The David Keir Building, housing several scientific departments was named after him, and is the largest building in the university and one of the largest by area in Ulster; as several of its floors are subterranean this is not immediately obvious. The building, designed by Lanchester and Lodge in the 1950s and built on the site of the former Chlorine House and its grounds, is architecturally curious, having three planned frontages, one on the Malone Road, one of a completely different style (or styles) on the Stranmillis Road, and a third which was designed to dominate the apex of those two arterial roads opposite the Whitla Hall; however, the existing buildings proved too valuable to demolish as planned and the third entrance façade, through which the entrant to the building is confronted at once with doors into a large lecture theatre at the rear an top of its ranked seating, lies in something approximating to an alleyway, rather out of sight. The commentators of the Ulster Architectural Heritage Society in their 1975 publication, were rather dismissive of the collection of different architectural idioms; users of the building have been almost unanimous in finding it labyrinthine, not easily navigable; even maintenance staff members were known simply to get lost in the maze of corridors.
Keir left Queen’s to become Master of Balliol College, Oxford, in 1949. This was a hotter seat than Queen’s, and with its fractious, sometimes almost acrimonious atmosphere, not entirely to his taste. He did though work to encourage closer links between Balliol and its graduates throughout the world, and launched the college's septcentenary appeal, which raised more than £1 million. Outside of his college role, he was chairman of the Advisory Committee on Overseas Colleges of Arts, Science, and Technology from 1954 until 1964; this body was reconstituted in July 1957 as the Council for Overseas Colleges of Arts, Science and Technology (COCAST). In February 1959 he was COCAST representative at the official opening of the Singapore Polytechnic by Duke of Edinburgh. Keir ended his service on COCAST by undertaking, in 1962, a journey to East Africa, Rhodesia, Khartoum and Malta to report on the progress of twenty seven universities, colleges and other educational institutions. In addition, he was Chairman of the 1953 Commission on Medical Education in Malaya; led Working Parties on Higher Education in East Africa in 1955 and 1958, was an adviser to the Iraqi Government on the constitution of the University of Baghdad in 1956, and took part in a Visitation to review the progress and advise on the development of the Nigerian College of Arts, Science and Technology in 1959. Keir was also Chairman of a Survey of Technical and Commercial Education in Northern Rhodesia in 1960, and a member of the Provisional Council of the University of East Africa in 1962-1963. He maintained his interest in medical affairs, from 1950 to 1958 chairing the United Oxford Hospitals Trust. He retired in 1965.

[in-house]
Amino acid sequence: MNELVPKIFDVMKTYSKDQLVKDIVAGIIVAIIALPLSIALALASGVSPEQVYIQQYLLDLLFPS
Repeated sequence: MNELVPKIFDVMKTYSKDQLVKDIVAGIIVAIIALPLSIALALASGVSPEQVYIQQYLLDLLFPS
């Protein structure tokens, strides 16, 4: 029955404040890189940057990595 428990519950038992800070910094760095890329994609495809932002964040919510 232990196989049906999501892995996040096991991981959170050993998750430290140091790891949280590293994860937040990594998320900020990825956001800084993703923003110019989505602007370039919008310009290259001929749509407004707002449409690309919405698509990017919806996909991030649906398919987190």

Keir received many honorary degrees including an that of DCL (Doctor of Civil Law) from Oxford University in 1960. He held honorary fellowships at University College, Balliol College, and New College, Oxford, and was made an honorary Fellow of the Royal Institute of British Architects in 1948. Many of his papers are deposited in the Bodleian Library of Commonwealth and African Studies at Rhodes House, South Parks Road, Oxford. His portrait by HM Carr is on display in the Great Hall, Queen's University, Belfast.
|Born:||22 May 1895|
|Died:||2 October 1973|
Professor Sir Peter Froggatt
TW Moody & JC Beckett: Queen’s Belfast 1845-1949; the History of a University; Brian Walker & Alf McCreary: Degrees of Excellence: The Story of Queen’s Belfast 1845-1995, (Belfast, Institute of Irish Studies, 1994); Oxford Dictionary of National Biography; Ulster Architectural Heritage Society: Historic Buildings, Groups of Building, Areas of Architectural Interest in the vicinity of Queen’s University (1975); www.archiveshub.ac.uk